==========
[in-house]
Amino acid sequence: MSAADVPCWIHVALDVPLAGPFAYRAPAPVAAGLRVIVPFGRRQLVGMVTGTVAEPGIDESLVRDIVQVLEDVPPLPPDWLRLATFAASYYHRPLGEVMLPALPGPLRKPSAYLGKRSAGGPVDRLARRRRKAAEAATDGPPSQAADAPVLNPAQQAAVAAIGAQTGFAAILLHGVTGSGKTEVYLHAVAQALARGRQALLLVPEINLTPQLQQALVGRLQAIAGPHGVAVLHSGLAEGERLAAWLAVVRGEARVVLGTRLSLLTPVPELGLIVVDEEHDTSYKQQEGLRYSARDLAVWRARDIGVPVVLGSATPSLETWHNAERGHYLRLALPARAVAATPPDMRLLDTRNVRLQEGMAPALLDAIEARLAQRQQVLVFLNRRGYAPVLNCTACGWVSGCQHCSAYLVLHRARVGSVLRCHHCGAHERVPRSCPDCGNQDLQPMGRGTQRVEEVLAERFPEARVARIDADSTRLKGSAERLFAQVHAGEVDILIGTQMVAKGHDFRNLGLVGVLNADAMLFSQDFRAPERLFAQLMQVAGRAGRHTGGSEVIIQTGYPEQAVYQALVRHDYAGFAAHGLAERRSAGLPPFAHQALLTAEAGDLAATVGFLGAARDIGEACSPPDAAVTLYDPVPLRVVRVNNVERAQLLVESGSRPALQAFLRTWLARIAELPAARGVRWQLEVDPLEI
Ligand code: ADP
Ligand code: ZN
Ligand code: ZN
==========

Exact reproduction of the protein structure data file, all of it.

[in-house]
Amino acid sequence: MSAADVPCWIHVALDVPLAGPFAYRAPAPVAAGLRVIVPFGRRQLVGMVTGTVAEPGIDESLVRDIVQVLEDVPPLPPDWLRLATFAASYYHRPLGEVMLPALPGPLRKPSAYLGKRSAGGPVDRLARRRRKAAEAATDGPPSQAADAPVLNPAQQAAVAAIGAQTGFAAILLHGVTGSGKTEVYLHAVAQALARGRQALLLVPEINLTPQLQQALVGRLQAIAGPHGVAVLHSGLAEGERLAAWLAVVRGEARVVLGTRLSLLTPVPELGLIVVDEEHDTSYKQQEGLRYSARDLAVWRARDIGVPVVLGSATPSLETWHNAERGHYLRLALPARAVAATPPDMRLLDTRNVRLQEGMAPALLDAIEARLAQRQQVLVFLNRRGYAPVLNCTACGWVSGCQHCSAYLVLHRARVGSVLRCHHCGAHERVPRSCPDCGNQDLQPMGRGTQRVEEVLAERFPEARVARIDADSTRLKGSAERLFAQVHAGEVDILIGTQMVAKGHDFRNLGLVGVLNADAMLFSQDFRAPERLFAQLMQVAGRAGRHTGGSEVIIQTGYPEQAVYQALVRHDYAGFAAHGLAERRSAGLPPFAHQALLTAEAGDLAATVGFLGAARDIGEACSPPDAAVTLYDPVPLRVVRVNNVERAQLLVESGSRPALQAFLRTWLARIAELPAARGVRWQLEVDPLEI
Ligand code: ADP
Ligand code: ZN
Ligand code: ZN